Craig Melcher -Citigroup

Hi, it's Craig Melcher here with Jon. Can you go through theconnection between the home sales piece, as really it's the occupancy levelsand with home sales coming down and how is that you expect that to translate inthe occupancy in your communities?

Roger Maynard

Well, at the pace we are at right now. We are up in thequarter about 80 plus sites about a 160 year-to-date based on our home salesthat we're projecting now that Michael just spoke about, 450 or so for theyear. If we stay at that pace, we are looking at occupancy really to be flat in'08, but that's the fourth quarter.

Craig Melcher -Citigroup

Okay. And then what's the nature of the buyer of the Del Reyassets?

Roger Maynard

Stick-built home builder.

Craig Melcher -Citigroup

Okay. And last question just on the '07 guidance. What wasthe cause for the downward revision, assuming it's the home sales, is that nowbreakeven business in '07 may be the remainder of the downward revision?

Michael Berman

Well, we gave guidance at the beginning of the year at 295to 305, and our mission was to be within that. When you do the math on thefirst three quarters and what we expect to happen in the fourth quarter, it's295 to 297. From where we were on our last call our home sales operation isshowing a little bit less performance than we had anticipated. But, again, wefeel like given our target at the beginning of the year. We feel pretty goodabout where we are.

Craig Melcher -Citigroup

Thank you.

Operator

Thank you very much, sir. Ladies and gentleman, your nextquestion comes from the line of Paul Adornato of BMO Capital Markets. Pleaseproceed.

Paul Adornato - BMOCapital Markets

Hi, thanks. I was wondering if you could comment on thetransient business in the third quarter. I realized that a lot of thecommunities are out of season. But, are you thinking of ways to perhaps try toget some additional revenues out of these properties in the off season?

Tom Heneghan

In our summer season our transient business was about flat.But, as I said, we are trying to migrate our customers to a longer-term stay.We are taking a lot of transient guys and trying to convert them into seasonaland annuals. We are trying to do some rallies and some other things in ourbusiness trying to create some off season business, but we still saw verystrong demand on the weekends and holidays during the season. And we've gotsome work to do on the shoulder and the off-season just to pick some transientrevenue there.

Paul Adornato - BMOCapital Markets

And now just to follow-up on your stick-built comments,which I appreciate. I realized that you are focused on the high end, but yourcomments might indicate that there could be some stabilization on the low-endas well. Do you share that view?

Tom Heneghan

Like said it's question of timing and how does thestick-built housing issue get resolved. You've seen a lot of commentary withrespect to either monetary or fiscal policy being involved and how thestick-built housing issue does get resolved. So, it's a little difficult to sayhow it unwinds or how it does get resolved, but to the extent that capital thatwas once available to borrowers in the sub-prime lending environment is nolonger available. Certainly, the affordable housing factory-built communityowner should be net beneficiaries of that. A couple of cautions with respect tothat, location and population and job growth are everything to, one, resolvingthe stick-built housing issue and its oversupply. And two, the demand for anyfactory-built affordable housing community.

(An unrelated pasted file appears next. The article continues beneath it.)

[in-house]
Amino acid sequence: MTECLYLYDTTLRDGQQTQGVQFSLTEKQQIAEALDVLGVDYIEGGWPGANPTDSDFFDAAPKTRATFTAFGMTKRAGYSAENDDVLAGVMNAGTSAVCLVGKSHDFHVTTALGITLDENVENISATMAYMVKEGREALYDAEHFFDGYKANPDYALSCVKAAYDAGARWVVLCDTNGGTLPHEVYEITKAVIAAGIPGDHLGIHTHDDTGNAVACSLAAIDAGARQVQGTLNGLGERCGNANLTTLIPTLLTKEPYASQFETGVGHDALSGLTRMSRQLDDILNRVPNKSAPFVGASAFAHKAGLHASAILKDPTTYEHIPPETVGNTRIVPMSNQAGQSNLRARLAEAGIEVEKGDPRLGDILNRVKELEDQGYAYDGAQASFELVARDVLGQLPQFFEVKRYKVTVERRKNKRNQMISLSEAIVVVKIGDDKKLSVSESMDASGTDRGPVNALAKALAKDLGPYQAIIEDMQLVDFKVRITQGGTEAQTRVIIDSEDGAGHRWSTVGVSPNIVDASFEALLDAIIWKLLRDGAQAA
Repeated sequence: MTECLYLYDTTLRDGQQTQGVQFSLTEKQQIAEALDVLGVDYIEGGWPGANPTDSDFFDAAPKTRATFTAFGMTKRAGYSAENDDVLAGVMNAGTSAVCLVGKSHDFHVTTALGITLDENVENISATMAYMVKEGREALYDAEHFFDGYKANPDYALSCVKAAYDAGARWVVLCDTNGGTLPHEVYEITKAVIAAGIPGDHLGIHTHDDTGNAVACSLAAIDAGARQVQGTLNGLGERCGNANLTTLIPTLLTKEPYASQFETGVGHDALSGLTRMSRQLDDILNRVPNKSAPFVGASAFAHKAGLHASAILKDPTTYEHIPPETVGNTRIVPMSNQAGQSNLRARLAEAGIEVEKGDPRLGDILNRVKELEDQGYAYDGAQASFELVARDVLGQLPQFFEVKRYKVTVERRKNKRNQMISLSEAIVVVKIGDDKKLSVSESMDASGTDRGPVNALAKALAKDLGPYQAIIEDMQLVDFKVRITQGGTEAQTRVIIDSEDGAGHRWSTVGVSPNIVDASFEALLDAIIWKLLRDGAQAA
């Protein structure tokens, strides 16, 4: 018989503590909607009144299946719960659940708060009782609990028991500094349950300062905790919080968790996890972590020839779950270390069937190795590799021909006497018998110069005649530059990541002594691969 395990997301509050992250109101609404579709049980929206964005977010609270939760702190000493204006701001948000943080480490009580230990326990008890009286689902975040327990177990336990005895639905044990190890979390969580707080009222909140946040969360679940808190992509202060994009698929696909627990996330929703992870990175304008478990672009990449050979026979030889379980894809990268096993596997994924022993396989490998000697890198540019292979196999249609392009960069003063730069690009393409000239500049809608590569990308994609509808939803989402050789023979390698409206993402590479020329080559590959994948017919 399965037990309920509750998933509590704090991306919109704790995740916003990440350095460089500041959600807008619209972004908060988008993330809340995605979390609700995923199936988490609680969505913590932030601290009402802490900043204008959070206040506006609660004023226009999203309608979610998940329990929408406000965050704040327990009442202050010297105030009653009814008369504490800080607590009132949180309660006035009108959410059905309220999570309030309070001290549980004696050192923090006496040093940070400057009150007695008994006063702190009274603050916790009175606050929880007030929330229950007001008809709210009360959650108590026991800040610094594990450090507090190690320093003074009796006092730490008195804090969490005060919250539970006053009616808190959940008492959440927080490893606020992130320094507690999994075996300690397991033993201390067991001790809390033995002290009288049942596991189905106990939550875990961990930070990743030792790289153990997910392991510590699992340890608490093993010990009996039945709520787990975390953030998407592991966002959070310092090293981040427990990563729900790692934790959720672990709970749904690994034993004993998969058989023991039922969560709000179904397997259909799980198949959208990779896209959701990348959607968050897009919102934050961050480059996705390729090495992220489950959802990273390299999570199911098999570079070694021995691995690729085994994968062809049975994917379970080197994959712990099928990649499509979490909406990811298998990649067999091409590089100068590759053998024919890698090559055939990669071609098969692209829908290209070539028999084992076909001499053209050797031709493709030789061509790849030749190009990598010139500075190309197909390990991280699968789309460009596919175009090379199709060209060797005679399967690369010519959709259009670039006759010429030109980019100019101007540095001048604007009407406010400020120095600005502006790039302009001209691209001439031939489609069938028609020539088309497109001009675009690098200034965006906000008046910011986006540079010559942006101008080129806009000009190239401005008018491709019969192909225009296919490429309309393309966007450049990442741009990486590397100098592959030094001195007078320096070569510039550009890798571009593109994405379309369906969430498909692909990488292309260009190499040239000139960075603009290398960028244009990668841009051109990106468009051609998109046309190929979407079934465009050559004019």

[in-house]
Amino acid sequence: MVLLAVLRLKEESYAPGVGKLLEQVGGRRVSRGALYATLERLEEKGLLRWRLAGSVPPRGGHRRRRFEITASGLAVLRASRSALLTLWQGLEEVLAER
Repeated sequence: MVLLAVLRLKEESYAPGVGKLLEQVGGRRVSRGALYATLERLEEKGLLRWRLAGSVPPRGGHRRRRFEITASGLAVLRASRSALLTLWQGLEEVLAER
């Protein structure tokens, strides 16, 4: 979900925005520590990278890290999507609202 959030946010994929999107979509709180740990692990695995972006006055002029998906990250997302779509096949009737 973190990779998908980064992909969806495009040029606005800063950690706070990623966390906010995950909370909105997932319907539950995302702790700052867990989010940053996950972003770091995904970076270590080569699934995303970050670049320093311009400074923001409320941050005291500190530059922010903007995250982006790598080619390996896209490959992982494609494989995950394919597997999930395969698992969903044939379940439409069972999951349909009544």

Paul Adornato - BMOCapital Markets

And finally on Del Rey, if you would look at it from a caprate perspective, what was the cap rate that you sold them?

Tom Heneghan

We had essentially closed the community, so it was anegative cash flow community by the time we sold it. By way of kind of justsome historical perspective we looked at selling it as an existing manufacturedhome community of roughly 70% occupancy and we couldn't see pricing gettingnorth of, call it $8 million to $9 million at some fairly aggressive assumptionin cap rates. So, the execution that we did embark upon closing the communityand selling it to stick-built housing turned out to be a pretty good execution.

Paul Adornato - BMOCapital Markets

Okay. Thank you.

Operator

Thank you very much, sir. Ladies and gentlemen, your nextquestion comes from the line of Richard Haley of ABP Investments. Pleaseproceed.

Richard Haley - ABPInvestments

Hey, guys. Thank you for the backdrop on the housing side.That was probably pretty much where I've been coming from that perspective. Tommaybe you can help me out with something, especially with respect to Florida. I here it's abloodbath down there on the stick-built side, and there's a lot of new productscoming on and not everything is age-restricted, but there is a lot ofage-restricted development going on down there on the sort of semi-attachedside.

What's happening with pricing there and how compelling isthat becoming compared to the manufactured housing alternative with a similarnice club house, a swimming pool and all the activities and stuff that goes withit, and similarly you are probably not cutting your lawn or anything like that.And seem like there are lot of speculators that are kind of dying to rent theirplace with whatever they can, that's going to stem the bleeding from theirpersonal cash flow perspective. So, is renting a villa in an age-restrictedcommunity becoming more of a competitive option for them?